Within the Norwegian Red dairy cattle population, all treatments for disease or ailment are recorded. And that data is reliable because all treatments are administered and recorded by veterinarians who are required by law to report all treatments. The recording system, known as the Norwegian Cattle Health Recording System, has been in place for the entire country since 1975.
With this data, it has been possible to track the overall incidence rate of diseases and treatments in the Norwegian Red dairy cattle population. Some of the results are quite impressive.
“For several of the most common diseases, there was a reduction of more than 50% from the 1990s to the years after 2000.” – Olav Østerås, Results and Evaluation of Thirty Years of Health Recordings in the Norwegian Dairy Cattle Population
The most noticeable results were seen in a decreased treatment rate for milk fever, ketosis, acute clinical mastitis, chronic clinical mastitis, and silent heats.
Several studies show more favorable response of Norwegian Red x Holstein crossbreds compared to purebred Holsteins to a challenge or infection.
- In a study completed in Canada on 13 commercial dairy farms, immune response data was collected on 135 calves, 68 Holstein calves and 67 Norwegian Red x Holstein calves. The results indicated that the calves crossbred to Norwegian Red “had the ability to produce a greater primary antibody response compared with the HO…”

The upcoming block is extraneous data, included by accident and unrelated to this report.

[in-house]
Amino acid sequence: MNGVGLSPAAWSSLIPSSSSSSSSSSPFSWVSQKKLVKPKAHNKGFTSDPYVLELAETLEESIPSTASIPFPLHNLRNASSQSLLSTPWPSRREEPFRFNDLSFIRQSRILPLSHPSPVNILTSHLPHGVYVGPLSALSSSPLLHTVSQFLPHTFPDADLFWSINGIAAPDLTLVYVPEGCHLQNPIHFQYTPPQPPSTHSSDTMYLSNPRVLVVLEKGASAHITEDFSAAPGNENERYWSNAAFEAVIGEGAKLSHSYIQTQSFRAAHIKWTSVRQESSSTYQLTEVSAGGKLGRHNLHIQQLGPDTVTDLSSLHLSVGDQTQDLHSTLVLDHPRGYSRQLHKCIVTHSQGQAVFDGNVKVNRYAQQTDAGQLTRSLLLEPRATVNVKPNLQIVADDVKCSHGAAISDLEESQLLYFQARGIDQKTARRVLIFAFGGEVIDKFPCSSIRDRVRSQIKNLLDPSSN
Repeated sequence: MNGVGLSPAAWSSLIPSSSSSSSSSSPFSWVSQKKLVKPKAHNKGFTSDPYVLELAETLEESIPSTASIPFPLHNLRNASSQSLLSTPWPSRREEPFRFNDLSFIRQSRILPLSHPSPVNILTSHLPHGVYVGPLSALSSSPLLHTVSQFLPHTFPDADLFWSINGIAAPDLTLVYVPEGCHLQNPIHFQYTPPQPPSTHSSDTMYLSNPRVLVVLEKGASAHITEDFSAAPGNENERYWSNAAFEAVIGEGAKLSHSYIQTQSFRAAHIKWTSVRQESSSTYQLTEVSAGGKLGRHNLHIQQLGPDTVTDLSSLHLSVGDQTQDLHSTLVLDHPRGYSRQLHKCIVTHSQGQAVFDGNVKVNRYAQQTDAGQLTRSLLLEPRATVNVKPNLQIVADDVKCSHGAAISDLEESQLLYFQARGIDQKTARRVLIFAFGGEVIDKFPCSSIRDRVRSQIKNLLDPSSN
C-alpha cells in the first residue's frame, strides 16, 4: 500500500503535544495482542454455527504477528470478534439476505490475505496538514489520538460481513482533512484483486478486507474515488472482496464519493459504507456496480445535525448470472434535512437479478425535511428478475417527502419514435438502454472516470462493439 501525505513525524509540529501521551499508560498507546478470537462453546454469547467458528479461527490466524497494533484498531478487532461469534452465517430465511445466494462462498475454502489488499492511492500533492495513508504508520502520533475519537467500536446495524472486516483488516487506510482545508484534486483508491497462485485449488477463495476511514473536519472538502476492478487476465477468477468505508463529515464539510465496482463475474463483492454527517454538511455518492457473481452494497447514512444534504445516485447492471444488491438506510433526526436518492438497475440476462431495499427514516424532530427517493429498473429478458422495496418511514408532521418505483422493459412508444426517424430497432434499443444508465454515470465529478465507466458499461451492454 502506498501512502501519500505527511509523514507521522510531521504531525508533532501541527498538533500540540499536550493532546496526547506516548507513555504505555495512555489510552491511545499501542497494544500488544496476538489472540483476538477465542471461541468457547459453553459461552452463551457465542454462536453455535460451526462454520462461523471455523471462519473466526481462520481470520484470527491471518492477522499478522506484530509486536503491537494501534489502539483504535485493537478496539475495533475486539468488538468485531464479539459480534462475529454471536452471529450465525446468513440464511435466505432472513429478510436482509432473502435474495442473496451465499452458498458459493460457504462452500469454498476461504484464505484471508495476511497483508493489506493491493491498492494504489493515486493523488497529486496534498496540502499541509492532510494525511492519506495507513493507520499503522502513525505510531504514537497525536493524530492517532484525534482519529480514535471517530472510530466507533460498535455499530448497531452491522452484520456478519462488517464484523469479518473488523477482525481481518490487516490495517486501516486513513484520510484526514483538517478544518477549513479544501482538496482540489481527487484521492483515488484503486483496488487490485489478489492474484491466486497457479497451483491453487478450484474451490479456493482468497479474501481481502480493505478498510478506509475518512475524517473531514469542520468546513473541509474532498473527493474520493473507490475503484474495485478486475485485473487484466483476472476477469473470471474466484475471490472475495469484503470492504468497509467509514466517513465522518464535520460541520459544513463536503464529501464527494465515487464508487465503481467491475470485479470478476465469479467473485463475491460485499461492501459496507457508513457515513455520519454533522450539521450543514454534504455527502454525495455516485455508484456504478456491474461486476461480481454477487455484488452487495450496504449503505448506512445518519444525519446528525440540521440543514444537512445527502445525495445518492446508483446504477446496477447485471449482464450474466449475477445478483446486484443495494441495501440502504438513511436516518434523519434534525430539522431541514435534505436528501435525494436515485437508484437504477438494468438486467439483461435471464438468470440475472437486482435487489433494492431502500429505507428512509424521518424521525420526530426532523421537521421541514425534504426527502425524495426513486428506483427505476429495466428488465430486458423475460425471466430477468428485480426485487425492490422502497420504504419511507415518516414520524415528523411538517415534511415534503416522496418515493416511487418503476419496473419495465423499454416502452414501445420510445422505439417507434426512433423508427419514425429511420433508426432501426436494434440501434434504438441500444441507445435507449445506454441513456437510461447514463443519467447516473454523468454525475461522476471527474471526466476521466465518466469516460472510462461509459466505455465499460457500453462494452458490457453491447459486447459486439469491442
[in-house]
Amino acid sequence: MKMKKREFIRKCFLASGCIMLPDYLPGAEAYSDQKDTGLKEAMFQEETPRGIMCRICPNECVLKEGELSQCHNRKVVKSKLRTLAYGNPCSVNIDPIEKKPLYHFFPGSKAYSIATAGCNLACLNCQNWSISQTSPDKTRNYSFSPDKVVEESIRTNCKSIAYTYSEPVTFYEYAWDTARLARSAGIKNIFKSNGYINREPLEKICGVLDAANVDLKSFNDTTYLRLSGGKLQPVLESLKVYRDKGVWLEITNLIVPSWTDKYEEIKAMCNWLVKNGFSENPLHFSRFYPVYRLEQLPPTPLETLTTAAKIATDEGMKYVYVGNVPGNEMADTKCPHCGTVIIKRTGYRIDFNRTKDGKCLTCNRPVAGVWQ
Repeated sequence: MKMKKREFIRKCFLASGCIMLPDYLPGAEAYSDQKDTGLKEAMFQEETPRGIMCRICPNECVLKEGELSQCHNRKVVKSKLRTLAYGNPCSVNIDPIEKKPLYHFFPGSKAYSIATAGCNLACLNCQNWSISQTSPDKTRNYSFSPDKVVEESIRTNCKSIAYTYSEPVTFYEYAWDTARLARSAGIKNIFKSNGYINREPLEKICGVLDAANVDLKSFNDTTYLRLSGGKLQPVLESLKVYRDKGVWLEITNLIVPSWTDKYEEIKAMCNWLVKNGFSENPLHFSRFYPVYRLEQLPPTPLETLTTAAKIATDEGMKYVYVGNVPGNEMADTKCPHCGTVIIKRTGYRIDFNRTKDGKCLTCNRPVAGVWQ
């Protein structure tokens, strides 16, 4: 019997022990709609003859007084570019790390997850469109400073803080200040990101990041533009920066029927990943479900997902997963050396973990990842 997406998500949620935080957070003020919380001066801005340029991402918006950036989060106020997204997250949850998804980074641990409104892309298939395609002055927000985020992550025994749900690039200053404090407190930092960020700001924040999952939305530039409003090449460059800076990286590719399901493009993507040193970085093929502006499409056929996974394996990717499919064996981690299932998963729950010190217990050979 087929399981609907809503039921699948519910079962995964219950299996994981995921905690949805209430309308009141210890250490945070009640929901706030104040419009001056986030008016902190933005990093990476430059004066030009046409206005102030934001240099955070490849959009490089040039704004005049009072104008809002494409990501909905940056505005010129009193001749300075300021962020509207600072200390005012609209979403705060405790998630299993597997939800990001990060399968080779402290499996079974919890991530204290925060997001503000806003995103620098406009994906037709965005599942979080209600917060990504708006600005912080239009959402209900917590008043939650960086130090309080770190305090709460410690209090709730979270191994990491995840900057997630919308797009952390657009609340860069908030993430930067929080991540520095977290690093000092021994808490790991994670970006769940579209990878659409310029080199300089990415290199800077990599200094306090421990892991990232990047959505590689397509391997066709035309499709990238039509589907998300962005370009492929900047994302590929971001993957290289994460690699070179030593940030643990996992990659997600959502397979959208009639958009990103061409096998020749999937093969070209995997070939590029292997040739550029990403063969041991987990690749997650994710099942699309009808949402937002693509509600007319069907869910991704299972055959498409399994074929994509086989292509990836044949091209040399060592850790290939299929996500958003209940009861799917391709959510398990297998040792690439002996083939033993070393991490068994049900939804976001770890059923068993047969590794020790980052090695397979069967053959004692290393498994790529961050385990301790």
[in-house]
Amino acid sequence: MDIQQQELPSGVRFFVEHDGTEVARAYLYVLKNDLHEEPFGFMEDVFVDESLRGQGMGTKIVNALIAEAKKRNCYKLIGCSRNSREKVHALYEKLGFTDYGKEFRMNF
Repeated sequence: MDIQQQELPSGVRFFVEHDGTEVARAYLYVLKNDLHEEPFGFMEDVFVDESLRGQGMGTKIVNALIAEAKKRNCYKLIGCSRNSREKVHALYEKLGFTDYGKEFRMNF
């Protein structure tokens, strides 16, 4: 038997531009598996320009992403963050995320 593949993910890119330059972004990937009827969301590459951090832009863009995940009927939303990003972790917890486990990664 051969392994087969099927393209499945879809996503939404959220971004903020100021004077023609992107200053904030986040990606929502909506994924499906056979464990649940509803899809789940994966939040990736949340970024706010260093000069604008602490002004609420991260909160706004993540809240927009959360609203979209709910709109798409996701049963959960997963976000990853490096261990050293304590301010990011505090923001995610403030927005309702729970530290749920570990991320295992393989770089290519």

- In a study completed in Ireland, superior primary antibody response was also observed for Norwegian Red (NR) compared with both Holstein-Friesian (HF) and Norwegian Red x Holstein-Friesian (NRX) with a total of 648 2nd-lactation cows (HF n = 274, NR n = 207, and NRX n = 167) in 30 herds. The NRX was very close to being significantly superior to the HF for primary antibody response.
Both the Canadian and Irish study indicated that there is a difference in the primary response to an infection. In the Canadian study, it is not possible to determine whether the response is due to the effect of Norwegian Red genetics or crossbreeding in general since no purebred Norwegian Reds were compared. However, crossbreeding results in hybrid vigor, and estimates of heterosis* about 3-6% for milk production traits and 10% or larger for cow fertility/reproduction, health and longevity have been recorded.
The results of these studies demonstrate that crossbreeding a herd with Norwegian Red can have a positive impact on the immune response of a herd, which can mean fewer veterinary visits and treatments.
Heterosis – Added performance (above average of breeds) in a trait that results when crossing breeds that have different genetic origins. Also, known as hybrid vigor.
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